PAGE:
1/2 cup Dutch-processed unsweetened cocoa powder
1 teaspoon salt
1 pt. ice cream (any flavor you like--try pumpkin ice cream this weekend!)


1. Preheat oven to 350°. In a medium pot, bring 1 in. water to a simmer. Put chocolate and butter in a medium metal bowl and set bowl over pot, being careful not to let bottom of bowl touch water. Heat until chocolate is almost completely melted, then add sugar and eggs and mix thoroughly. Sift together flour, cocoa, and salt, then add to chocolate mixture, stirring well. Pour batter into a greased 10- by 15-in. baking pan. Bake until a toothpick inserted in center comes out clean, about 20 minutes. Let cool completely.

2. Invert brownie sheet onto a work surface and cut into 1 1/2-in. squares; arrange on pan. Freeze brownies 30 minutes. During last 10 minutes, remove ice cream from freezer to soften.

3. Working in batches, scoop 1 heaping tbsp. ice cream onto half of brownie squares. Set remaining squares, shiny side up, on top of ice cream and press gently.

4. Freeze until firm, at least 2 hours. Straighten tops of brownies and trim oozing ice cream with a paring knife if you like. Freeze, covered, up to 1 week.

Photo: Sunset Magazine, Annabelle Breakey; Styling: Karen Shinto

Extra "Chocolate" Holiday Seating

If you're like me, you're going to have a lot of people for Thanksgiving. I'm having almost 20, and I have a very small dining room. I'll probably set up a 'kid's table' in the archway into the living room.  Of course, I'll need more chairs. Given that I'm a Chocolate Maven, these would have been perfect!

I have my eye on the Ice Cream Sandwich!

Tuesday, November 23, 2010

National Espresso Day: Espresso Truffles

Today is National Espresso Day. I'm always looking for an easy way to combine the food of the day with chocolate, and what could be easier than Chocolate Espresso Truffles. Following are two recipes. The results are different, so you might want to try both and compare. The first is my own easy recipe, and the second comes from

Espresso Truffles I

For ganache:
8.5 ounces of Dark Chocolate (70% or so)
1/2 cup heavy Cream
1/2 tsp Madagascar vanilla extract
1 tsp Espresso

For coating:
Cocoa powder

1. Grate or Chop chocolate
2. Heat cream just until boiling. Add espresso and mix well.
3. Pour the cream over the chocolate and using the double-boiler method, melt the chocolate. (Place pan with chocolate and cream over simmering water,  stirring until  chocolate is melted).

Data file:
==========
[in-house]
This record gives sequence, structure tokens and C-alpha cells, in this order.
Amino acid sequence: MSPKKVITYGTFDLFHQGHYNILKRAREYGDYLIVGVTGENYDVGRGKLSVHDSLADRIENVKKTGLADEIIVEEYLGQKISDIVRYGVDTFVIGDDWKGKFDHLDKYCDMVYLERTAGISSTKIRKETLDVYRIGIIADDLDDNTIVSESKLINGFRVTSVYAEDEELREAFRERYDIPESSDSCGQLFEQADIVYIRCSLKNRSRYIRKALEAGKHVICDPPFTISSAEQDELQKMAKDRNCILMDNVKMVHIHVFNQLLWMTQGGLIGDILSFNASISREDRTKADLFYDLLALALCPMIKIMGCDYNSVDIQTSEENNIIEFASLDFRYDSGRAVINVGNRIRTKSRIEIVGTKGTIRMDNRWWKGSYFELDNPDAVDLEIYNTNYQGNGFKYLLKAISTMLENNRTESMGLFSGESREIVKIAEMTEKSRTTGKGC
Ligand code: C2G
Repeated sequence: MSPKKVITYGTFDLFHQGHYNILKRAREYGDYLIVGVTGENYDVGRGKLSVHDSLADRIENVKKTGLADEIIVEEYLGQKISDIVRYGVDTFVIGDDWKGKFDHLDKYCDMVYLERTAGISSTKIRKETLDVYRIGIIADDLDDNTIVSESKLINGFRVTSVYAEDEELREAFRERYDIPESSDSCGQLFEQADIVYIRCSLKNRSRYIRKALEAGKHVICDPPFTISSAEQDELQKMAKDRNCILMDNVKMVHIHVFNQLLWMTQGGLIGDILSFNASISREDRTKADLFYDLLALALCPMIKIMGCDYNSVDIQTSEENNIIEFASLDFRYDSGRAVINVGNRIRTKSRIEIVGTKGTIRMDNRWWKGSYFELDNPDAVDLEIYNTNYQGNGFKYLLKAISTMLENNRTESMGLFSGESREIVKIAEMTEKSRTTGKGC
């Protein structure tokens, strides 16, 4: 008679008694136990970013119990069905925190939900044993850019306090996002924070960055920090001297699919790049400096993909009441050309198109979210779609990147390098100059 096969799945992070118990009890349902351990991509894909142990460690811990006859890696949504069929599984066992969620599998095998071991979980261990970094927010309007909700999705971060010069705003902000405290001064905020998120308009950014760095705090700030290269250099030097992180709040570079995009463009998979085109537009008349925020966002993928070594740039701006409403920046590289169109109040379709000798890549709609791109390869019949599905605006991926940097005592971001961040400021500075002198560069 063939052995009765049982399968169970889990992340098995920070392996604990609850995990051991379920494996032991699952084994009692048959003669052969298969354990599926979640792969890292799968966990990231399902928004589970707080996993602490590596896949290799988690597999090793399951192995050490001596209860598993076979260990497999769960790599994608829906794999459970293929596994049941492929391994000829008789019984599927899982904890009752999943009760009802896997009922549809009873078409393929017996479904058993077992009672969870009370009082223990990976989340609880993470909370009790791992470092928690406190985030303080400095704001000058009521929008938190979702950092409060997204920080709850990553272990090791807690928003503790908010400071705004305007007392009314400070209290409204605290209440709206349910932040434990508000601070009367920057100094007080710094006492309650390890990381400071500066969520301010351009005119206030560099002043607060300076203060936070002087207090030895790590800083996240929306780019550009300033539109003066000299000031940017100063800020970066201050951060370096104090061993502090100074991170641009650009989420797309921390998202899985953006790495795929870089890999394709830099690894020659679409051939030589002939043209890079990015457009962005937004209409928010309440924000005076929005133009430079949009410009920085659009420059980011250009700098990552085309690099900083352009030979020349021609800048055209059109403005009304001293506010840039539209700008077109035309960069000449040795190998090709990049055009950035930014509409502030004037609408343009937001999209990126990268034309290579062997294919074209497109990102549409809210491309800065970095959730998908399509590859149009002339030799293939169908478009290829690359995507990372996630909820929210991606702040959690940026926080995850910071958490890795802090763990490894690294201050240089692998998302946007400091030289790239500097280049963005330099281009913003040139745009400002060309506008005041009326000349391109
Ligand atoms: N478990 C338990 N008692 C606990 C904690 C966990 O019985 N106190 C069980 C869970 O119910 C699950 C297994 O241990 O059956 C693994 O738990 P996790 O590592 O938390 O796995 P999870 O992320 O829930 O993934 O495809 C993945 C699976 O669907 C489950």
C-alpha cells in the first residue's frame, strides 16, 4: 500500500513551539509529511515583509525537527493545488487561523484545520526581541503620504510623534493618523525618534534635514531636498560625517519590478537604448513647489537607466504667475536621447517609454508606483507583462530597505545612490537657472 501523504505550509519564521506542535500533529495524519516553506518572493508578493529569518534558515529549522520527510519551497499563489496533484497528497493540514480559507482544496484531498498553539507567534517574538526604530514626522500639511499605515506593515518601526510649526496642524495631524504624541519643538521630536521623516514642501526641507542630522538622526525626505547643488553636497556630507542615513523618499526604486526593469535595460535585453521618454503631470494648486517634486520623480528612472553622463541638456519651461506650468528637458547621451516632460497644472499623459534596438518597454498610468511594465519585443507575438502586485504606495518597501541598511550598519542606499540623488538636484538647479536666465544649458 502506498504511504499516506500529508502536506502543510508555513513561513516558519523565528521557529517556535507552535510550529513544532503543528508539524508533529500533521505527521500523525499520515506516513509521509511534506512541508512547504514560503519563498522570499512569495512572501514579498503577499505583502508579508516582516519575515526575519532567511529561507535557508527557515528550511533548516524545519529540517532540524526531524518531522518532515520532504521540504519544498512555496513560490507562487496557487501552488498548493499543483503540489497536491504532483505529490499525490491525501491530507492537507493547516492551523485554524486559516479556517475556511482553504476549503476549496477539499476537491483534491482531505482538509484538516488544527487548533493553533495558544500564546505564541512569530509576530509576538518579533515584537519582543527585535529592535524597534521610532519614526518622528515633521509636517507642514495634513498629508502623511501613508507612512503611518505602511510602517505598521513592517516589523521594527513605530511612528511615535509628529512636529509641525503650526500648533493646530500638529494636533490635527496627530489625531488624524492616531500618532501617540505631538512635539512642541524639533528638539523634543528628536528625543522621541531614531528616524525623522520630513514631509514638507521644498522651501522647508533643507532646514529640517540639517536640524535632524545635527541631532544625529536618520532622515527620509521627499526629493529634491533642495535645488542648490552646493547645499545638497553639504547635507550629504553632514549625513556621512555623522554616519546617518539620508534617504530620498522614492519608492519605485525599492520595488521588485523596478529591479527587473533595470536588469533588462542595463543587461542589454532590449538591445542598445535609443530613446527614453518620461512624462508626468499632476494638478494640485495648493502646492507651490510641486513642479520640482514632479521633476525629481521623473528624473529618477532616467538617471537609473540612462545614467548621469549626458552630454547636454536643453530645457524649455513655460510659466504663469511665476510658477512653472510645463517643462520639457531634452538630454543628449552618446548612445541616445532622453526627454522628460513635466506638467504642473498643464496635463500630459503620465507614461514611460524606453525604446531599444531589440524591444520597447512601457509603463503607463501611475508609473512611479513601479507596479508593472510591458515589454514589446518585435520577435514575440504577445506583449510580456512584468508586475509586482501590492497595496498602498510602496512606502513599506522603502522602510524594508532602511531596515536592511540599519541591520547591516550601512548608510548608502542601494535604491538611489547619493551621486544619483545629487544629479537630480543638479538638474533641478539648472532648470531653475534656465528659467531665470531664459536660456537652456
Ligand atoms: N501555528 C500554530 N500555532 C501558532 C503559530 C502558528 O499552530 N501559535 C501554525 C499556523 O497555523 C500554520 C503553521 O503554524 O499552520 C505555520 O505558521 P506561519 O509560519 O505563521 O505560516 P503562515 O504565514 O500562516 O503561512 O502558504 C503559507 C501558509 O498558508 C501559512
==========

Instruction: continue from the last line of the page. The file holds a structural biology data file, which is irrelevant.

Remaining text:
4. Add vanilla extract to melted chocolate and mix well until smooth. Cover and chill for several hours or overnight.
5. Remove from refrigerator. Place cocoa on plate.
6. Using a small cookie scooper or two spoons scoop chocolate. Roll into a ball using your hands.
7. Roll the chocolate balls in cocoa,  thoroughly coating truffle. Place truffle on parchment lined tray.
8. Serve at room temperature or refrigerate for later use.

From Real Simple:

Espresso Truffles II

20 ounces semisweet chocolate, cut into small pieces (or semisweet chocolate chips)
2 tablespoons unsalted butter, softened
1 cup heavy cream
3 tablespoons finely ground espresso coffee
1 cup confectioners' sugar or shredded coconut

1. Make the filling: Place 8 ounces of the chocolate pieces and the butter in a large bowl. In a small saucepan over low heat, bring the cream to a simmer. Remove from heat and pour half the cream into the bowl. As the chocolate melts, slowly whisk the mixture together until smooth. Then gradually add the remaining cream until it's completely incorporated and the ganache is thick and shiny. Whisk in the coffee.
2. Form the truffles: Pour the ganache into a 2-inch-deep baking pan, spread evenly, and place in the freezer for 30 minutes or until set (it should have the consistency of fudge). Using a melon baller or a small spoon, form rounds and place them on a baking sheet lined with parchment or wax paper. Let the truffles harden in the freezer for about 15 minutes. After removing from the freezer, roll truffles between your hands into marble-size spheres, squeezing slightly (try to do this quickly, otherwise they'll become too soft).
3. Make the coating: Let the truffles rest in the freezer while you make the chocolate glaze. Place the remaining chocolate pieces in a large bowl over a saucepan of simmering water and stir occasionally, until the chocolate is completely melted. Remove from heat and let cool at room temperature, stirring occasionally, until the chocolate starts to set at the edge of the bowl. Drop the truffles into the melted chocolate and retrieve them with a fork, allowing any excess chocolate to drip off. Garnish immediately or leave the truffles plain and proceed to step 5.
4. Garnish: For a coconut garnish, roll the freshly coated truffles in a shallow dish of shredded coconut. For a confectioners' sugar garnish, set the freshly coated truffles on a plate and sift the garnish over them. Turn the truffles and sift again to cover completely.
5. Storage: Place the truffles on the lined baking sheet and allow them to set in the refrigerator for 5 minutes. Truffles will keep for about 2 weeks, chilled or at room temperature, when stored in a tightly sealed container.